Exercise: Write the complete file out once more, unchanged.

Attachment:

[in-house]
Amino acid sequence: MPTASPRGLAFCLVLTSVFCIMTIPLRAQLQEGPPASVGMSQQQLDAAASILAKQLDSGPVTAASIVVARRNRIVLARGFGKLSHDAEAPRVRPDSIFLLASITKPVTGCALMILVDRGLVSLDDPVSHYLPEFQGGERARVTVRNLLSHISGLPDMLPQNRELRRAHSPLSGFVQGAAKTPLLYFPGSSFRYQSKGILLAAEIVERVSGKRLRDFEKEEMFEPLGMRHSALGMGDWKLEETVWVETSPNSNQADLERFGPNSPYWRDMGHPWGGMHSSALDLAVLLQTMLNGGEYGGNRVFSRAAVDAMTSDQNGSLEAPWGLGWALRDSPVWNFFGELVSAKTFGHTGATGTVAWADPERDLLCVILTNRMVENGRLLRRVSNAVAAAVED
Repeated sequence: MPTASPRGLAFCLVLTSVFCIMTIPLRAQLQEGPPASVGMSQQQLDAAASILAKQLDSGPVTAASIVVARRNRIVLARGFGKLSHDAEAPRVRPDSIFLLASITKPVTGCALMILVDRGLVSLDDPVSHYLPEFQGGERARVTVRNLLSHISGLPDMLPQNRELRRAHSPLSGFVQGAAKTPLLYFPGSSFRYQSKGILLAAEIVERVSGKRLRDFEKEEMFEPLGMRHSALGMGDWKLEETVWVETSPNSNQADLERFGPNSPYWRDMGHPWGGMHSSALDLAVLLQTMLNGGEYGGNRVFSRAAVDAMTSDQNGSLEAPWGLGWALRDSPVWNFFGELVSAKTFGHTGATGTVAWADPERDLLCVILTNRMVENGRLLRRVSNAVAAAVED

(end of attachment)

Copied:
[in-house]
Amino acid sequence: MPTASPRGLAFCLVLTSVFCIMTIPLRAQLQEGPPASVGMSQQQLDAAASILAKQLDSGPVTAASIVVARRNRIVLARGFGKLSHDAEAPRVRPDSIFLLASITKPVTGCALMILVDRGLVSLDDPVSHYLPEFQGGERARVTVRNLLSHISGLPDMLPQNRELRRAHSPLSGFVQGAAKTPLLYFPGSSFRYQSKGILLAAEIVERVSGKRLRDFEKEEMFEPLGMRHSALGMGDWKLEETVWVETSPNSNQADLERFGPNSPYWRDMGHPWGGMHSSALDLAVLLQTMLNGGEYGGNRVFSRAAVDAMTSDQNGSLEAPWGLGWALRDSPVWNFFGELVSAKTFGHTGATGTVAWADPERDLLCVILTNRMVENGRLLRRVSNAVAAAVED
Repeated sequence: MPTASPRGLAFCLVLTSVFCIMTIPLRAQLQEGPPASVGMSQQQLDAAASILAKQLDSGPVTAASIVVARRNRIVLARGFGKLSHDAEAPRVRPDSIFLLASITKPVTGCALMILVDRGLVSLDDPVSHYLPEFQGGERARVTVRNLLSHISGLPDMLPQNRELRRAHSPLSGFVQGAAKTPLLYFPGSSFRYQSKGILLAAEIVERVSGKRLRDFEKEEMFEPLGMRHSALGMGDWKLEETVWVETSPNSNQADLERFGPNSPYWRDMGHPWGGMHSSALDLAVLLQTMLNGGEYGGNRVFSRAAVDAMTSDQNGSLEAPWGLGWALRDSPVWNFFGELVSAKTFGHTGATGTVAWADPERDLLCVILTNRMVENGRLLRRVSNAVAAAVED